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Works by Esther Royer Ayers
(Writer)

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Profile created March 19, 2005

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History -- Women's Studies

 

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  • A Heritage That Money Can't Buy: My Growing Up Years as an Old Order Mennonite (1997) with Sarah Blosser Oberlin

  • Flights of the Herons (2001)
    When Frank, a lonely widower, takes up genealogy, he discovers how ancestors fled oppression in Europe and ultimately reached the United States. Then, in a turn of fate, he meets Katie, a victim of modern oppression who shares his ancestral heritage.

  • Rolling Down Black Stockings: A Passage Out Of The Old Order Mennonite Religion (2005)
    Rolling Down Black Stockings is a personal recollection of Esther Royer Ayersís youth spent in a highly restrictive and confined religious community. Her story is as much a search for identity and a longing for a motherís love as it is a tale about a totalitarian culture that led to her departure from the Old Order Mennonite religion.

    This poignant story is told in three books: book 1 describes her youth in a farm community on the outskirts of Columbiana, Ohio; book 2 follows the struggles of as she tries to fit in with another culture after leaving the church when her family moves to Akron, Ohio; and book 3 discusses the history and cultural dynamics of the religion.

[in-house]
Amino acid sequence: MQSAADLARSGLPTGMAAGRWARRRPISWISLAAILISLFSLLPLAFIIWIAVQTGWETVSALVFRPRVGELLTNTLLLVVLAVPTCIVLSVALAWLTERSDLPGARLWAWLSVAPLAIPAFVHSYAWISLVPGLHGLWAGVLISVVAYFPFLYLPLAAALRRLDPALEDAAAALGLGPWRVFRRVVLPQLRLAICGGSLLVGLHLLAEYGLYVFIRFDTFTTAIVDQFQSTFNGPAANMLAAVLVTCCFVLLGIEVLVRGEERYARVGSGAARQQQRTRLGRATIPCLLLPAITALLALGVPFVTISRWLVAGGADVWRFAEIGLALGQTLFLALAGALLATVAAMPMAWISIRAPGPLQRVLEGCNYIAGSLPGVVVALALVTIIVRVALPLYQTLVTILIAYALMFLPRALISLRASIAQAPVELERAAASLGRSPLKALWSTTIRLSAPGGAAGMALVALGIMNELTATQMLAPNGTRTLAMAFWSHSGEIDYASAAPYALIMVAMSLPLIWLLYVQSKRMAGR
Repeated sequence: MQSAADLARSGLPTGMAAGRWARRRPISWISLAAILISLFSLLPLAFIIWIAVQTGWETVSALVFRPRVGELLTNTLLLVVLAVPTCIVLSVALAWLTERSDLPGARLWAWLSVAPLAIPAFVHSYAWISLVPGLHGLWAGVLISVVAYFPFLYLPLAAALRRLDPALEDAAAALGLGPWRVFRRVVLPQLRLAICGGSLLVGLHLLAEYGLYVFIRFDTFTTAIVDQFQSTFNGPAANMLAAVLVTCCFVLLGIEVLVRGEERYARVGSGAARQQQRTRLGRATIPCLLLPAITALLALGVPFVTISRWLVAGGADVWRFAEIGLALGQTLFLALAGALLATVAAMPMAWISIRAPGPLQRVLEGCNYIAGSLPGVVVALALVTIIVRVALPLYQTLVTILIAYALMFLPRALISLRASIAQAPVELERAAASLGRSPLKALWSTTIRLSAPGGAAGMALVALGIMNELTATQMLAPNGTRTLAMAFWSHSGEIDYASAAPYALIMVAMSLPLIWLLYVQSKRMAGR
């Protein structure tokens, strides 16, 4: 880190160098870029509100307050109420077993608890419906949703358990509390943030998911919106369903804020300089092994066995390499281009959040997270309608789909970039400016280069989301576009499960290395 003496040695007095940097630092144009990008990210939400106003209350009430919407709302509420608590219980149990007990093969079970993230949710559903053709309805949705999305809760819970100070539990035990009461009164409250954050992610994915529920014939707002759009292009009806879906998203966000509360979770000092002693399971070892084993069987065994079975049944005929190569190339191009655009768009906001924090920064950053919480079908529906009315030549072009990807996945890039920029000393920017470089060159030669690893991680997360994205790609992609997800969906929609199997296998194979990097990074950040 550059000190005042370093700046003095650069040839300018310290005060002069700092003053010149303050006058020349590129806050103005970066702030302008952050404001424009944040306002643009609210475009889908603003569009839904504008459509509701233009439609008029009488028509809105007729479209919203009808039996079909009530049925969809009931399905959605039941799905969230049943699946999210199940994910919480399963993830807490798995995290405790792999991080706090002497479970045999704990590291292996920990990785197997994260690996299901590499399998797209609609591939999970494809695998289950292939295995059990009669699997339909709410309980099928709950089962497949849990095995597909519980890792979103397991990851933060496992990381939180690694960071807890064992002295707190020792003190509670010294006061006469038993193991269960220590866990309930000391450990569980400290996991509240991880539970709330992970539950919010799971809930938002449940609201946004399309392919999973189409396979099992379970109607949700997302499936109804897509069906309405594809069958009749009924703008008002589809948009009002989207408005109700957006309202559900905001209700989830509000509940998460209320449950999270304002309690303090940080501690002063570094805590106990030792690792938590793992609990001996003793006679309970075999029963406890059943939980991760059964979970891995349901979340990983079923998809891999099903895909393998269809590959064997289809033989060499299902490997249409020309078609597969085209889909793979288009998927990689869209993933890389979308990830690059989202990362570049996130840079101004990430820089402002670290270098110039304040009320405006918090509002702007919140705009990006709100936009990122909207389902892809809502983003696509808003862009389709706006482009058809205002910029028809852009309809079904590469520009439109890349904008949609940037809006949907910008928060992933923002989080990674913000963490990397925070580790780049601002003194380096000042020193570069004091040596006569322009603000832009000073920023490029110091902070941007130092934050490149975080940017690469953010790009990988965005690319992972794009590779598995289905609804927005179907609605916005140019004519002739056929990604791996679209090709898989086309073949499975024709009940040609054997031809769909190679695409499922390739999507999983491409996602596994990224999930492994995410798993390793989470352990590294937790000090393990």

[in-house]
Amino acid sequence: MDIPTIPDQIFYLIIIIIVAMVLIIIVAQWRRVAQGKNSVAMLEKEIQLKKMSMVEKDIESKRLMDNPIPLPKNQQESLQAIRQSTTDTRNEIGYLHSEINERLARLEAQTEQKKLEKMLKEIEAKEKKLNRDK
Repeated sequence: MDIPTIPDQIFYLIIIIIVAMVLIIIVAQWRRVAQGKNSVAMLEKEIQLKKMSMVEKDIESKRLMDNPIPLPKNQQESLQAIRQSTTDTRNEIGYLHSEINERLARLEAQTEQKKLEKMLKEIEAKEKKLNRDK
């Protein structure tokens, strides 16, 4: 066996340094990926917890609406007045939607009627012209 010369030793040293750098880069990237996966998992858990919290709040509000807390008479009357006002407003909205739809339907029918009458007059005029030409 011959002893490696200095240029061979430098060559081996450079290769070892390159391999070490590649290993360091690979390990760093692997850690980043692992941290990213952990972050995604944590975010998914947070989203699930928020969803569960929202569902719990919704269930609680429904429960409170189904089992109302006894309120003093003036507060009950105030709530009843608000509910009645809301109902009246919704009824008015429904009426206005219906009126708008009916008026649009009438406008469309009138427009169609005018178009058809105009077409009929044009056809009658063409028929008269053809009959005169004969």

Ayers recounts how the Old Order Mennonite Church came into existence. Her personal account begins when she was eight years old, watching as her mother took care of her father. With intelligence and insight, Ayers describes how her family coped with the burden of not having enough income, which meant that the children were expected to work instead of getting an education. When secular educational leaders closed the one-room schoolhouses that served her Mennonite community Ayers relates her difficulties trying to fit in at the public school and how she and her siblings were required to fail classes so that they would be expelled. It concludes with reflections on what all this meant to her.

    A rare and moving memoir, Rolling Down Black Stockings is also a valuable piece of social history that will appeal to historians as well as those interested in separatist communities and womenís studies.

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